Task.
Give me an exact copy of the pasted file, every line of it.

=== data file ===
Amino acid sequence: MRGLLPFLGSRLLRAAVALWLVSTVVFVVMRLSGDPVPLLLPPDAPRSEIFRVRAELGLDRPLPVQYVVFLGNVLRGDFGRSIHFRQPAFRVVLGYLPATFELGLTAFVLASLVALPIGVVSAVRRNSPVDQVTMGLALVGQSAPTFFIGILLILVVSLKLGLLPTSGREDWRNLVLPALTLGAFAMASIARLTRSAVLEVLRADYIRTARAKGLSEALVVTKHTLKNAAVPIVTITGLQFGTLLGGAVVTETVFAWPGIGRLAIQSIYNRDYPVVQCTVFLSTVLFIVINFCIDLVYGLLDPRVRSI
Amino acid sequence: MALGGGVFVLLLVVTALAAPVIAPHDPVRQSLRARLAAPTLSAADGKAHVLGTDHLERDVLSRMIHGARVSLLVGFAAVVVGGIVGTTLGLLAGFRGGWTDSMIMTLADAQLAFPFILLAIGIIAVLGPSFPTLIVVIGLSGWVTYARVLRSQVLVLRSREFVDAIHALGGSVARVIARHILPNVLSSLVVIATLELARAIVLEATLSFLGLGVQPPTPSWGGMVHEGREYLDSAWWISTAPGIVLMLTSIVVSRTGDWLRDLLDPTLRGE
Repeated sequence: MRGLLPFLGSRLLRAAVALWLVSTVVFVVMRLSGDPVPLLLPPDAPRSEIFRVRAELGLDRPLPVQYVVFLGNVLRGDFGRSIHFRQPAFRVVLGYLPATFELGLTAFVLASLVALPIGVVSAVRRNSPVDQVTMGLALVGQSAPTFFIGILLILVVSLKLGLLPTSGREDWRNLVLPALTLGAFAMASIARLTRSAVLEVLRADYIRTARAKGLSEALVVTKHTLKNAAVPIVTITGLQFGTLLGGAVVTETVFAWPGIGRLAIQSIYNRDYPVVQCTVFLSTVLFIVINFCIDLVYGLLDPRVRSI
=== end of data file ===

Amino acid sequence: MRGLLPFLGSRLLRAAVALWLVSTVVFVVMRLSGDPVPLLLPPDAPRSEIFRVRAELGLDRPLPVQYVVFLGNVLRGDFGRSIHFRQPAFRVVLGYLPATFELGLTAFVLASLVALPIGVVSAVRRNSPVDQVTMGLALVGQSAPTFFIGILLILVVSLKLGLLPTSGREDWRNLVLPALTLGAFAMASIARLTRSAVLEVLRADYIRTARAKGLSEALVVTKHTLKNAAVPIVTITGLQFGTLLGGAVVTETVFAWPGIGRLAIQSIYNRDYPVVQCTVFLSTVLFIVINFCIDLVYGLLDPRVRSI
Amino acid sequence: MALGGGVFVLLLVVTALAAPVIAPHDPVRQSLRARLAAPTLSAADGKAHVLGTDHLERDVLSRMIHGARVSLLVGFAAVVVGGIVGTTLGLLAGFRGGWTDSMIMTLADAQLAFPFILLAIGIIAVLGPSFPTLIVVIGLSGWVTYARVLRSQVLVLRSREFVDAIHALGGSVARVIARHILPNVLSSLVVIATLELARAIVLEATLSFLGLGVQPPTPSWGGMVHEGREYLDSAWWISTAPGIVLMLTSIVVSRTGDWLRDLLDPTLRGE
Repeated sequence: MRGLLPFLGSRLLRAAVALWLVSTVVFVVMRLSGDPVPLLLPPDAPRSEIFRVRAELGLDRPLPVQYVVFLGNVLRGDFGRSIHFRQPAFRVVLGYLPATFELGLTAFVLASLVALPIGVVSAVRRNSPVDQVTMGLALVGQSAPTFFIGILLILVVSLKLGLLPTSGREDWRNLVLPALTLGAFAMASIARLTRSAVLEVLRADYIRTARAKGLSEALVVTKHTLKNAAVPIVTITGLQFGTLLGGAVVTETVFAWPGIGRLAIQSIYNRDYPVVQCTVFLSTVLFIVINFCIDLVYGLLDPRVRSI